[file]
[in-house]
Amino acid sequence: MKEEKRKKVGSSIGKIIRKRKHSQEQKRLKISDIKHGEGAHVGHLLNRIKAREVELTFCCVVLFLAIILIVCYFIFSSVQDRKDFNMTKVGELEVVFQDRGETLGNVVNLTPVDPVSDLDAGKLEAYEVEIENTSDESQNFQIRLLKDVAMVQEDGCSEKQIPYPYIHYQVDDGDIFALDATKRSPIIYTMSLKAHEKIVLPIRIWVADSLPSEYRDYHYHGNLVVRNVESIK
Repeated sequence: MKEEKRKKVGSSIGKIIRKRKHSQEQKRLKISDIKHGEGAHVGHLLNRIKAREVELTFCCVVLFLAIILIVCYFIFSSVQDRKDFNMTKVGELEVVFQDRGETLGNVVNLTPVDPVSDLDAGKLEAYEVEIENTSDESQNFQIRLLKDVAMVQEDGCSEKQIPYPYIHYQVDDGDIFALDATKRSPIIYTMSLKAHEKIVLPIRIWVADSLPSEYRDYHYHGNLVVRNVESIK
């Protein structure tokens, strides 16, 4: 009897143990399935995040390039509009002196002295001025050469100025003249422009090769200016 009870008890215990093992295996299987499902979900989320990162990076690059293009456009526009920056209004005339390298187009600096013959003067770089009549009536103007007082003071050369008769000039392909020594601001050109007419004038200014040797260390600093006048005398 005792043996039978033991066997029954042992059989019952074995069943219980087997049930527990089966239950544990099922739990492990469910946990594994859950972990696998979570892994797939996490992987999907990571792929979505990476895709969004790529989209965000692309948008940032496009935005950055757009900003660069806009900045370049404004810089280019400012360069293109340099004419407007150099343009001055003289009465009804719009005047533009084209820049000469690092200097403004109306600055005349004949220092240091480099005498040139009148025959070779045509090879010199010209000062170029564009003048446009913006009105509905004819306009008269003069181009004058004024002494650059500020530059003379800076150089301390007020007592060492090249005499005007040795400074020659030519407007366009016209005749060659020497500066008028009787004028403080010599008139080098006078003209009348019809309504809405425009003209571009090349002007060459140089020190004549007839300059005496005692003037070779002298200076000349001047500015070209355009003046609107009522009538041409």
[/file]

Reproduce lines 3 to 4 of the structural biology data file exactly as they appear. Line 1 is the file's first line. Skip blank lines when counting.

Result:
Repeated sequence: MKEEKRKKVGSSIGKIIRKRKHSQEQKRLKISDIKHGEGAHVGHLLNRIKAREVELTFCCVVLFLAIILIVCYFIFSSVQDRKDFNMTKVGELEVVFQDRGETLGNVVNLTPVDPVSDLDAGKLEAYEVEIENTSDESQNFQIRLLKDVAMVQEDGCSEKQIPYPYIHYQVDDGDIFALDATKRSPIIYTMSLKAHEKIVLPIRIWVADSLPSEYRDYHYHGNLVVRNVESIK
């Protein structure tokens, strides 16, 4: 009897143990399935995040390039509009002196002295001025050469100025003249422009090769200016 009870008890215990093992295996299987499902979900989320990162990076690059293009456009526009920056209004005339390298187009600096013959003067770089009549009536103007007082003071050369008769000039392909020594601001050109007419004038200014040797260390600093006048005398 005792043996039978033991066997029954042992059989019952074995069943219980087997049930527990089966239950544990099922739990492990469910946990594994859950972990696998979570892994797939996490992987999907990571792929979505990476895709969004790529989209965000692309948008940032496009935005950055757009900003660069806009900045370049404004810089280019400012360069293109340099004419407007150099343009001055003289009465009804719009005047533009084209820049000469690092200097403004109306600055005349004949220092240091480099005498040139009148025959070779045509090879010199010209000062170029564009003048446009913006009105509905004819306009008269003069181009004058004024002494650059500020530059003379800076150089301390007020007592060492090249005499005007040795400074020659030519407007366009016209005749060659020497500066008028009787004028403080010599008139080098006078003209009348019809309504809405425009003209571009090349002007060459140089020190004549007839300059005496005692003037070779002298200076000349001047500015070209355009003046609107009522009538041409």